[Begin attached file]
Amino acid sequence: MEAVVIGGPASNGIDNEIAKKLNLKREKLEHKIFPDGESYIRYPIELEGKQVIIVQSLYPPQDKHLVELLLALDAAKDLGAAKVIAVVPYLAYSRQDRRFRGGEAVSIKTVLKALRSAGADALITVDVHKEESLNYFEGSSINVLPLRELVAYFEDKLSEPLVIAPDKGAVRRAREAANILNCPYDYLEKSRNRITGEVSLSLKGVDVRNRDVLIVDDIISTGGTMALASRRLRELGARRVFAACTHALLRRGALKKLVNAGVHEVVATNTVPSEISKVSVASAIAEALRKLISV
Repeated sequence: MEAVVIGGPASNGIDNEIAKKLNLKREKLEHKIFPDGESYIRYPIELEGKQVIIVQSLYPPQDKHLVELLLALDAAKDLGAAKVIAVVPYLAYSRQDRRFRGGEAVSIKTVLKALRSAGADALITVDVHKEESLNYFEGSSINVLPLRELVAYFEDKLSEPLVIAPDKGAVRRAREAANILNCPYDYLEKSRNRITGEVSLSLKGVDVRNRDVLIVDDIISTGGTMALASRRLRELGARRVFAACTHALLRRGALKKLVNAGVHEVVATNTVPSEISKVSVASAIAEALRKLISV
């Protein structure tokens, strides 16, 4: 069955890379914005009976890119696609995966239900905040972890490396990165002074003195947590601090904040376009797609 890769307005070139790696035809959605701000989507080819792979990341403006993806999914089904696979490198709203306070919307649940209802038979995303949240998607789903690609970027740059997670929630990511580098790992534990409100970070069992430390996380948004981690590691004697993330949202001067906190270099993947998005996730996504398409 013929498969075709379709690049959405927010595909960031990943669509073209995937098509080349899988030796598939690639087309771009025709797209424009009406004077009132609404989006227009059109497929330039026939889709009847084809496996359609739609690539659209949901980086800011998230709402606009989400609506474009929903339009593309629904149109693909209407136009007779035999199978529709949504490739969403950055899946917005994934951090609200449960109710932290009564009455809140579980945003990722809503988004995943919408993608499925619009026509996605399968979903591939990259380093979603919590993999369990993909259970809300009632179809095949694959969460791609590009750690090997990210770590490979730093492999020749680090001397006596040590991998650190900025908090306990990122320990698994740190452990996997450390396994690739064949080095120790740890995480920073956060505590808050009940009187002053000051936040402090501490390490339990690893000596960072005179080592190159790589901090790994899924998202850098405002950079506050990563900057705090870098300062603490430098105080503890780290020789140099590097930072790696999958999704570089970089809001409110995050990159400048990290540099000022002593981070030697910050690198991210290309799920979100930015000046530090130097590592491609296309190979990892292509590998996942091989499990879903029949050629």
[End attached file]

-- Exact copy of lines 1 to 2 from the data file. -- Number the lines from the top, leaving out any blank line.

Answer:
Amino acid sequence: MEAVVIGGPASNGIDNEIAKKLNLKREKLEHKIFPDGESYIRYPIELEGKQVIIVQSLYPPQDKHLVELLLALDAAKDLGAAKVIAVVPYLAYSRQDRRFRGGEAVSIKTVLKALRSAGADALITVDVHKEESLNYFEGSSINVLPLRELVAYFEDKLSEPLVIAPDKGAVRRAREAANILNCPYDYLEKSRNRITGEVSLSLKGVDVRNRDVLIVDDIISTGGTMALASRRLRELGARRVFAACTHALLRRGALKKLVNAGVHEVVATNTVPSEISKVSVASAIAEALRKLISV
Repeated sequence: MEAVVIGGPASNGIDNEIAKKLNLKREKLEHKIFPDGESYIRYPIELEGKQVIIVQSLYPPQDKHLVELLLALDAAKDLGAAKVIAVVPYLAYSRQDRRFRGGEAVSIKTVLKALRSAGADALITVDVHKEESLNYFEGSSINVLPLRELVAYFEDKLSEPLVIAPDKGAVRRAREAANILNCPYDYLEKSRNRITGEVSLSLKGVDVRNRDVLIVDDIISTGGTMALASRRLRELGARRVFAACTHALLRRGALKKLVNAGVHEVVATNTVPSEISKVSVASAIAEALRKLISV